The iPod showed up when MP3 players looked popular, but were really crappy.  The technology would have peaked, then died off.  Apple figured out how to leverage that perfectly.

And that's what Apple does.

That's what Steve Jobs was good at.

The tech industry tends to lock up a lot.  There is so much technology that never makes it because businesses simply don't know how to leverage it.  a lot of Apple's products are a step up, and a lot are a step down; but in pretty much all cases, Steve Jobs was pulling tech that was going nowhere and putting it in a shiny box in a form that was actually useful.

Steve Jobs drove the industry.

That's what he was good at.

Now we need a new one, and it's hard.  It's hard because it's hard; and it's hard because whoever gets that job will be too busy trying to be Steve Jobs instead of trying to do what Steve Jobs did.  If you are trying to emulate a person, you have no idea what you're doing; if you actually get it, you only have to be yourself.

Technology may stagnate for a while....

Offline bluesman

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Re: Steve Jobs Dead at 56
« Reply #20 on: October 06, 2011, 11:39:40 AM »
I just watched a short CNN storyline. A huge loss for the tech world. He was certainly a tech prodigy and will be sadly missed. Apple will suffer from this loss...

I have an iPhone and a couple iPods. Fabulous products IMHO.

Steve Jobs had little impact on any kind of invention--Apple isn't particularly innovative and just sells crap that other people invented.


That's your opinion and you're are entitled to it...but I disagree with it.

Apple was very successful, and brought technology to the masses...whether or not they invented any specific technology has no bearing on the fact that their products were very successful in the market. I happen to love my iPod and iPhone.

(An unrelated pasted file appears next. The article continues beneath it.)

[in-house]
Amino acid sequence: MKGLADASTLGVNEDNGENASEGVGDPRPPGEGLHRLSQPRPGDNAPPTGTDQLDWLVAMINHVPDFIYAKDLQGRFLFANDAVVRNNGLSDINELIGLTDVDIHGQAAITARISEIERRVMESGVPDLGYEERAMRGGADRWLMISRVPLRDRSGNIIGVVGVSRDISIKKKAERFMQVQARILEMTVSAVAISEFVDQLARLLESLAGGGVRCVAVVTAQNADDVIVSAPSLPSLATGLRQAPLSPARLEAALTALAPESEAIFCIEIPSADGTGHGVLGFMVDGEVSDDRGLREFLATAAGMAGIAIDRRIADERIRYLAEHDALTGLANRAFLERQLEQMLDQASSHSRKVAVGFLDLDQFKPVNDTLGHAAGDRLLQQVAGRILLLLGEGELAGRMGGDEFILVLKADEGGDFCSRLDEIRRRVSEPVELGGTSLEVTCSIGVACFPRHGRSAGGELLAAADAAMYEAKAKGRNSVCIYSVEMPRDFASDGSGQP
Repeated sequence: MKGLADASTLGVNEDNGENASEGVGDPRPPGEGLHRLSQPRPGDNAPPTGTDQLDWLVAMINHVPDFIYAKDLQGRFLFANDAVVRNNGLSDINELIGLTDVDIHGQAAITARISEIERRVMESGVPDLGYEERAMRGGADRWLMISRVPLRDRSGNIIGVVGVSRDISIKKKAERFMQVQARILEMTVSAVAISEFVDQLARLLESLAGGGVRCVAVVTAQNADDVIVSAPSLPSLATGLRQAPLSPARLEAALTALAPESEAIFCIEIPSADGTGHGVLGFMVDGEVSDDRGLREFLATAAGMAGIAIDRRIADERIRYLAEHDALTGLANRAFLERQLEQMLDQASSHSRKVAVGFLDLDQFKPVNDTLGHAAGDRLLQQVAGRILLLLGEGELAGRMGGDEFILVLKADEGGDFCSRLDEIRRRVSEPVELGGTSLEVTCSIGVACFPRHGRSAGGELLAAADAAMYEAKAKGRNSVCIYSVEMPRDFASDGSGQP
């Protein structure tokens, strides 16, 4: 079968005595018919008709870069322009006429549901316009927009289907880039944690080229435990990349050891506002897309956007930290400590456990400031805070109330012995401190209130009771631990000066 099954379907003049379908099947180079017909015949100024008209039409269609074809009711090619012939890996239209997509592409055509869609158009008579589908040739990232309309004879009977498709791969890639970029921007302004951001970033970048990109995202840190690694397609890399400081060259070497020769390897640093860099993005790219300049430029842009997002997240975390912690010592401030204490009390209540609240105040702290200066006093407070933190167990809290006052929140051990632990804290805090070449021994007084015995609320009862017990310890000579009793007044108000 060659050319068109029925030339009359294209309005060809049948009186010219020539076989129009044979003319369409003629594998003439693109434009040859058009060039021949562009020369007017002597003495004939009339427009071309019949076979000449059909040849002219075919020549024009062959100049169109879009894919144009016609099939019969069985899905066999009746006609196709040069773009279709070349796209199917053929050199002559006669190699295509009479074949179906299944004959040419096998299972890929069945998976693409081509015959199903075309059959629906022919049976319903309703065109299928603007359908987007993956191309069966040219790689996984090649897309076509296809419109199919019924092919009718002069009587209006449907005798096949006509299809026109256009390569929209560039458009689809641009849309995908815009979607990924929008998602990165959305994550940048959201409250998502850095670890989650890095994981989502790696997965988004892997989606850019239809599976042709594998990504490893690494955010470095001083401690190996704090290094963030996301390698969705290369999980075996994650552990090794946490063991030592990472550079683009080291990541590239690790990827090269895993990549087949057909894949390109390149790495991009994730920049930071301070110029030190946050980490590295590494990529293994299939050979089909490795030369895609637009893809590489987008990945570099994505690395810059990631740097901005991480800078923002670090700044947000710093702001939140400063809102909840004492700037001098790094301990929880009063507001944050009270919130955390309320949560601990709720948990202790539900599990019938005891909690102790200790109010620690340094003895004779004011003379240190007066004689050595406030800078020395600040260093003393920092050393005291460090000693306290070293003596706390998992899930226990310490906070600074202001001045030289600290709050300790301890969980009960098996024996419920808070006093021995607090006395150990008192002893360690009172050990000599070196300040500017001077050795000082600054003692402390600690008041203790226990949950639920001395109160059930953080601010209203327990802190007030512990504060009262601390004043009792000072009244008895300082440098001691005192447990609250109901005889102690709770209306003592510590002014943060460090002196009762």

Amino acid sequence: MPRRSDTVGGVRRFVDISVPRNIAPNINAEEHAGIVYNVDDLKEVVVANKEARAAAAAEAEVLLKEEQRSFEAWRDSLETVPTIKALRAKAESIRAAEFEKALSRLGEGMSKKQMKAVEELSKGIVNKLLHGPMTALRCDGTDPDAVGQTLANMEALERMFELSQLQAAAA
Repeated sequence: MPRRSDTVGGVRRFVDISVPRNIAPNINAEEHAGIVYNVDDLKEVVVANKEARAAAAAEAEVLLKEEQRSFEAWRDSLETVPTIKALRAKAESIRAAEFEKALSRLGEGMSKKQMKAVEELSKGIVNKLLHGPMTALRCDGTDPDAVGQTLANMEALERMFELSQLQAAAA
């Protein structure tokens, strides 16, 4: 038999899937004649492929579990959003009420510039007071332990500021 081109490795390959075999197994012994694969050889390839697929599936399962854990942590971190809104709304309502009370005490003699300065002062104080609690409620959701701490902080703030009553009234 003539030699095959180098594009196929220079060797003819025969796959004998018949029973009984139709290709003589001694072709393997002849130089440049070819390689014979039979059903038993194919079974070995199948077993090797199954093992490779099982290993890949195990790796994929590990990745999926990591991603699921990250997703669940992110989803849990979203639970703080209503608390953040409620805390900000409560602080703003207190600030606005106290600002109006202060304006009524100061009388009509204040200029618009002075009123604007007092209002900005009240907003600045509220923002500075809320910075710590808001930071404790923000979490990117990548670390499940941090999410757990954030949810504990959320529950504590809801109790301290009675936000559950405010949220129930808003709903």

Steve Jobs drove the industry.

That's what he was good at.

Technology may stagnate for a while....

Steve Jobs was a proven industry leader and an innovator...and will be sadly missed.
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Offline glastctbrew

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Re: Steve Jobs Dead at 56
« Reply #21 on: October 06, 2011, 12:33:51 PM »
I just watched a short CNN storyline. A huge loss for the tech world. He was certainly a tech prodigy and will be sadly missed. Apple will suffer from this loss...

I have an iPhone and a couple iPods. Fabulous products IMHO.

Steve Jobs had little impact on any kind of invention--Apple isn't particularly innovative and just sells crap that other people invented.


While Steve Jobs and Apple may not have invented a lot of the individual technological components they utilize(d), he and the company his visions drove, were certainly innovative.  I can't rationally see how anyone could argue that they did not take these technologies and figure out how to use them in a manner that pushed the technology further.

Sure there were smart phones as well as devices that used touch screens.  Jobs and Apple had the vision to combine the two to make a better, useful and rapidly accepted product.  That is, in fact, innovation.

innovate (ˈɪnəˌveɪt)
—vb
   to invent or begin to apply (methods, ideas, etc)

Sure Xerox invented the GUI interface, as well as Ethernet and a ton of other technologies we rely on in our daily computer use, but it was Jobs who saw the potential and drove his company to turn the theory into a usable product.

I'd hate to see where we would be without his vision.

Well, that is my take on Steve Jobs and Apple from my particular vantage point.

Cheers. :)
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Offline majorvices

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Re: Steve Jobs Dead at 56
« Reply #22 on: October 06, 2011, 04:33:39 PM »
I just watched a short CNN storyline. A huge loss for the tech world. He was certainly a tech prodigy and will be sadly missed. Apple will suffer from this loss...

I have an iPhone and a couple iPods. Fabulous products IMHO.

Steve Jobs had little impact on any kind of invention--Apple isn't particularly innovative and just sells crap that other people invented.

That happens to be a big thing.